June 02, 2018

As the term crypto, is now widely used to refer to cryptocurrencies I thought it would be interesting to write a simple blog post explaining the cryptography behind Bitcoin, which is one of the many layers of the digital gold we all love.

A hashing algortihm is a code used to uniquely map objects. The main reason hashing algorithms were introduced was that if in a program you want to look for a value it makes no sense to check all existing values to find what we need.

**How do they work ?**

Imagine an enourmous library that has a librarian that for every book can tell you its unique position.

In programming if we didn’t have hashing functions we would have to sift through everything we have saved on our computers and check if it’s what we’re looking for:

With hashing functions we can find or know that we don’t have what we need in only one step, whatever the size of our “library”.

In Bitcoin there are two hashing functions used: SHA256 and RIPEMD-160.
Here’s the output of SHA256 when the input is “bitcoin”:
`6b88c087247aa2f07ee1c5956b8e1a9f4c7f892a70e324f1bb3d161e05ca107b`

In Bitcoin generally the SHA256 is applied twice:

Initial input:
`bitcoin`

Output of first round of SHA256 on “bitcoin”:
`6b88c087247aa2f07ee1c5956b8e1a9f4c7f892a70e324f1bb3d161e05ca107b`

Output of second round of SHA256 on “6b88c087247aa2f07ee1c5956b8e1a9f4c7f892a70e324f1bb3d161e05ca107b”:
`a23b7f87e4250b3a64b737f349c06422f752f419cbb25ae9169a6cf1e23f4462`

When we want to get a shorter output from our hashing function, like when a Bitcoin address is created the RIPEMD-160 hash function is used in the second round:

Initial input:
`bitoin address`

Output of SHA256 on “bitcoin address”:
`338fc17627ab215e5cb0c4ef807dfd161ef96febdb00e997c50db5f4bf76f383`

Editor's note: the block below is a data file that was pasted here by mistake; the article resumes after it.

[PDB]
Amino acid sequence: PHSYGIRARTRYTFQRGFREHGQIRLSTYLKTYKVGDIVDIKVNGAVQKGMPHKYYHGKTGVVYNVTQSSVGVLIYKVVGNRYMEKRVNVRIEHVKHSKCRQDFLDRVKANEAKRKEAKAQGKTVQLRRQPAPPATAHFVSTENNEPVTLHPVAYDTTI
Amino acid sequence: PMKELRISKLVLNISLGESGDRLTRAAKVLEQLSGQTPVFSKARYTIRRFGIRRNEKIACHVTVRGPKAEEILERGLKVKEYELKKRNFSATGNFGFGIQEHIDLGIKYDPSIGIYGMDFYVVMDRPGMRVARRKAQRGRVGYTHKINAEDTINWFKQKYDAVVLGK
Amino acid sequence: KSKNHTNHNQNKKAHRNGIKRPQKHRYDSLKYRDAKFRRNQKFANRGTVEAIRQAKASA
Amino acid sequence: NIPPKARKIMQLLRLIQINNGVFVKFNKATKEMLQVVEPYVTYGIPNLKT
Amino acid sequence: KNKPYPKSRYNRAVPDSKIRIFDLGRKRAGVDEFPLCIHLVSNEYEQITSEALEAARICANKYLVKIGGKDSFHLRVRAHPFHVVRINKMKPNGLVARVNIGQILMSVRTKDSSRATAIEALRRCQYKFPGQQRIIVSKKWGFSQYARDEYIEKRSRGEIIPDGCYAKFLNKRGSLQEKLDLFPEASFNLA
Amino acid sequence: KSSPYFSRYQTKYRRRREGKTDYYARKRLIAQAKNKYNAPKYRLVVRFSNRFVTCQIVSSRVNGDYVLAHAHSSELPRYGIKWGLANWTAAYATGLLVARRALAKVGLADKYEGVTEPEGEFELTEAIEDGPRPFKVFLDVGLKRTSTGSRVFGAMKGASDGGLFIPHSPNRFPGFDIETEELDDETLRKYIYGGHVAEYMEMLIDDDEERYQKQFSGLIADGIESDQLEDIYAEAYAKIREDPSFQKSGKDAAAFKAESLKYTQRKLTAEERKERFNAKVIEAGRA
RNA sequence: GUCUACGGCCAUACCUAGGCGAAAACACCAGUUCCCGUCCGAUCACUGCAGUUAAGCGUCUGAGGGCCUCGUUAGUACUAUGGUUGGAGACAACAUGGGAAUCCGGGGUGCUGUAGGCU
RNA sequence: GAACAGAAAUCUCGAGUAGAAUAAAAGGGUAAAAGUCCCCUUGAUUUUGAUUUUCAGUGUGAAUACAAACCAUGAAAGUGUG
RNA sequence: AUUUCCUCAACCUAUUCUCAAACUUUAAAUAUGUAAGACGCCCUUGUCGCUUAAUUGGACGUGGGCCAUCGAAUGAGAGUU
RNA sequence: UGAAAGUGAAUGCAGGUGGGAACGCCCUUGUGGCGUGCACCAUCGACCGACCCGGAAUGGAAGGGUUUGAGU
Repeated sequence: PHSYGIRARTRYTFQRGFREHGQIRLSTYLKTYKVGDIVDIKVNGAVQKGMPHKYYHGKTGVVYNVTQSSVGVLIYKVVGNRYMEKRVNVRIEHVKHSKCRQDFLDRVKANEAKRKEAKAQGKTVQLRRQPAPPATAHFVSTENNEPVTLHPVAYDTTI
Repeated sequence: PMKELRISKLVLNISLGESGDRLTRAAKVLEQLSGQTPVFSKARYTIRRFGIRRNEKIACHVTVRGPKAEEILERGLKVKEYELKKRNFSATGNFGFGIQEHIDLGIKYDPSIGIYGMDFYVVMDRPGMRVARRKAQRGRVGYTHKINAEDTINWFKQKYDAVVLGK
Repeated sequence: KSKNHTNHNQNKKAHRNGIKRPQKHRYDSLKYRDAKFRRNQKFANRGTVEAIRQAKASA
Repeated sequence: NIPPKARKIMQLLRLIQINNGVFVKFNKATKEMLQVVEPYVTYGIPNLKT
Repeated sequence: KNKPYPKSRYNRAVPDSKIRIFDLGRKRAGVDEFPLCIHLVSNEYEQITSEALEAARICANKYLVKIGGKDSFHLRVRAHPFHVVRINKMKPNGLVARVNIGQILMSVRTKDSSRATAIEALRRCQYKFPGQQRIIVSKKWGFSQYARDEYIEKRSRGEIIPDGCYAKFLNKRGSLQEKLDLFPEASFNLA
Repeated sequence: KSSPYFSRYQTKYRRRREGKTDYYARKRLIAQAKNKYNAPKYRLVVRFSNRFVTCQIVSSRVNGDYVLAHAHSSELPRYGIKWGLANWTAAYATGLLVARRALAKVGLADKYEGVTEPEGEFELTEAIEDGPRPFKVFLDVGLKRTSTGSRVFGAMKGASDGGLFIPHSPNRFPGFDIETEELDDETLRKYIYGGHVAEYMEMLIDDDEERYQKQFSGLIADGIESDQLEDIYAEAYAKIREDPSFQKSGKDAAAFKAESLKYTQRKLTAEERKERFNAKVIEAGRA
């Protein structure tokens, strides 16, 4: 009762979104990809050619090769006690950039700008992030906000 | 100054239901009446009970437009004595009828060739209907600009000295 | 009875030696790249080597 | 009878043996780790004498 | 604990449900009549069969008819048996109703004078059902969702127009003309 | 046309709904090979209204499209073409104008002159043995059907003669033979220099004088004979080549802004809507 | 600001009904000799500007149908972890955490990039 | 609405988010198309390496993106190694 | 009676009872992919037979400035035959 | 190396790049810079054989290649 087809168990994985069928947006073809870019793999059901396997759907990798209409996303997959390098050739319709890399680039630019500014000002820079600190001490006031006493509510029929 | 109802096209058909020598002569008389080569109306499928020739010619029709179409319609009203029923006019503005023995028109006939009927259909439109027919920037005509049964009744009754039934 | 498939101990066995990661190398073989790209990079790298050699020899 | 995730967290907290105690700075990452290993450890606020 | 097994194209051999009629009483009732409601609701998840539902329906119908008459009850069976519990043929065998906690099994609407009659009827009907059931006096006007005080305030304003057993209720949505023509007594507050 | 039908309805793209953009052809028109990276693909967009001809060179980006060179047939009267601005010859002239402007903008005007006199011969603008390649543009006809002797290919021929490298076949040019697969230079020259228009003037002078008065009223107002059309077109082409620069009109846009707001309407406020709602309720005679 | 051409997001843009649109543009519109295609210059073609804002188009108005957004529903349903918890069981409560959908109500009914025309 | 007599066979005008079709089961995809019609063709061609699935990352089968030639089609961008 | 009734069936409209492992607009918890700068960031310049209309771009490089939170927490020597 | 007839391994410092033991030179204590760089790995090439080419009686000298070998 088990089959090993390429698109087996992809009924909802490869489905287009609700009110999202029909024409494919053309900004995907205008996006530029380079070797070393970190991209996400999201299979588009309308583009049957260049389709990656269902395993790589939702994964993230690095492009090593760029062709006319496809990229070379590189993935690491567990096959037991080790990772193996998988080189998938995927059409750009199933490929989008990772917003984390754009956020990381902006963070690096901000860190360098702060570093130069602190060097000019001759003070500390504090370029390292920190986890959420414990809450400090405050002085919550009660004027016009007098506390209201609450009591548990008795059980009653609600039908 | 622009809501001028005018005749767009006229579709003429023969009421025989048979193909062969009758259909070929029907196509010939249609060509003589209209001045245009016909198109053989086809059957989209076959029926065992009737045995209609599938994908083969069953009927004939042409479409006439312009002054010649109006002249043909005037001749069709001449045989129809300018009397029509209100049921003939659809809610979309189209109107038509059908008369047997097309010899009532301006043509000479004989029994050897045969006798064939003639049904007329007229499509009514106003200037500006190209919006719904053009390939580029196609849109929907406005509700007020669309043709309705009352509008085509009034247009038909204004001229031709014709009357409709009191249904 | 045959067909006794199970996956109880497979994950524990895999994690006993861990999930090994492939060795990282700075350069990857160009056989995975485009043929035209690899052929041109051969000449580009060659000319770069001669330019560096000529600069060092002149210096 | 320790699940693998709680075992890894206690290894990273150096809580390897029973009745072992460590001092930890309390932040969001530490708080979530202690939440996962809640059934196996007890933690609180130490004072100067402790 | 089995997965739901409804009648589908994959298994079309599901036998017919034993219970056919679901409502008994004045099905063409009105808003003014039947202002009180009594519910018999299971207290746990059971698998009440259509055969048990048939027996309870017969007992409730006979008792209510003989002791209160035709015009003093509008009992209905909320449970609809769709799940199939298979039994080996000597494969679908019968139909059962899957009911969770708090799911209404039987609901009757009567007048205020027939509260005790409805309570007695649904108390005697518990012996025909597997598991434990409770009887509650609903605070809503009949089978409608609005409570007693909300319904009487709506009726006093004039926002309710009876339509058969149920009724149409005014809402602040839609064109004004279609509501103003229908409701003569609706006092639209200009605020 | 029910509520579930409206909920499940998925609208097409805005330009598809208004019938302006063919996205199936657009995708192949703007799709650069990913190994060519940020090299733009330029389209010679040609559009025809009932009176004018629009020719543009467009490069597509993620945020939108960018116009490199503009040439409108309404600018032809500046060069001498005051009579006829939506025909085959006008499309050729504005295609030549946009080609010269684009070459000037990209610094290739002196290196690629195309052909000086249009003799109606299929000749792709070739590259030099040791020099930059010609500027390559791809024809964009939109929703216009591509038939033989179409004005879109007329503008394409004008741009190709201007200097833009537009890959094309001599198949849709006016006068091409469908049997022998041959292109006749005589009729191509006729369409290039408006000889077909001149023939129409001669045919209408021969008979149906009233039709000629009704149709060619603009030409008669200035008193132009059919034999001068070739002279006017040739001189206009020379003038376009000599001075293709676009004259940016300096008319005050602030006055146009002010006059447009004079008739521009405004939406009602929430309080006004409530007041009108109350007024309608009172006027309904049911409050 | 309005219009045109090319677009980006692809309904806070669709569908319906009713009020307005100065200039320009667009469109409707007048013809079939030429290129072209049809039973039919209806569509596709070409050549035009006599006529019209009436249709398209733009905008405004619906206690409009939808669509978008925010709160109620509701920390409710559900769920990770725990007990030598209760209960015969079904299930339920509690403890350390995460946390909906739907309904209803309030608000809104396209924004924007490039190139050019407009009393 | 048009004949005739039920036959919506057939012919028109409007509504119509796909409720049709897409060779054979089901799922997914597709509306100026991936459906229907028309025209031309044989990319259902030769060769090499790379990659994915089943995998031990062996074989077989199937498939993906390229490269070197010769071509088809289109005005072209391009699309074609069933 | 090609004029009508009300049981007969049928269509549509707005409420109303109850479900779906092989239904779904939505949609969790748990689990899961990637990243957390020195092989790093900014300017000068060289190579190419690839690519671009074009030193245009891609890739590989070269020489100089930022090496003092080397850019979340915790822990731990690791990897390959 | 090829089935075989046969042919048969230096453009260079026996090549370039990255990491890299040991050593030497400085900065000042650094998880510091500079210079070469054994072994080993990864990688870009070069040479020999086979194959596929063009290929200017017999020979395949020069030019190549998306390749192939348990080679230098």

Output of RIPEMD-160 on “338fc17627ab215e5cb0c4ef807dfd161ef96febdb00e997c50db5f4bf76f383”:
`edb33402f008c1fed31f57f625aa30403f3a9b33`

A Merkle Tree is a signature of all the transactions contained in a block.

I tried to understand Merkle trees from definitions on the internet and textbooks, but couldn’t understand how they worked until I visualised them:

- hash all the transaction.
- pair the hashes and hash together.
- if you have more than 1 element left go back to step one using the combined hashes as “transactions”.
- you now have the merkle root.

If you change the value of the transaction in a block, the merkle root changes. For this reason if you want to verify the validity of a transaction you can simply check the validity of the branch on which a transaction is on:

To explain Bitcoin’s ECDSA (Elliptic Curve Digital Signature Algorithm) we have to understand what a Signature Algorithm is.

A **Signature Algorithm** is composed by three parts:

- a key generation algorithm, which can be shared with other public-key algorithms
- a signature generation algorithm
- a signature verification algorithm

We can build signature algorithms using hashing functions. Using the private key we generate a unique text using the hash function on the message we want to sign.

Anyone can then use the public key to see the content of the message and the signature proves that someone with the private key of the corresponding public key signed the message.

A cryptographic system with a public and a private key is an asymmetric system.

These systems work because it’s easy to calculate outputs in one direction, extremely hard in the other. A -> B easy B -> A extremely hard

A property of elliptic curves is that if a line crosses an elliptic curve twice, it will cross it in another point, unless the points are opposite to each other.

The Elliptic Curve used in Bitcoin is called secp256k1 here is its plot:

I'm **Ferruccio** and I like to make things. I also enjoy doing random experiments and writing about wild ideas.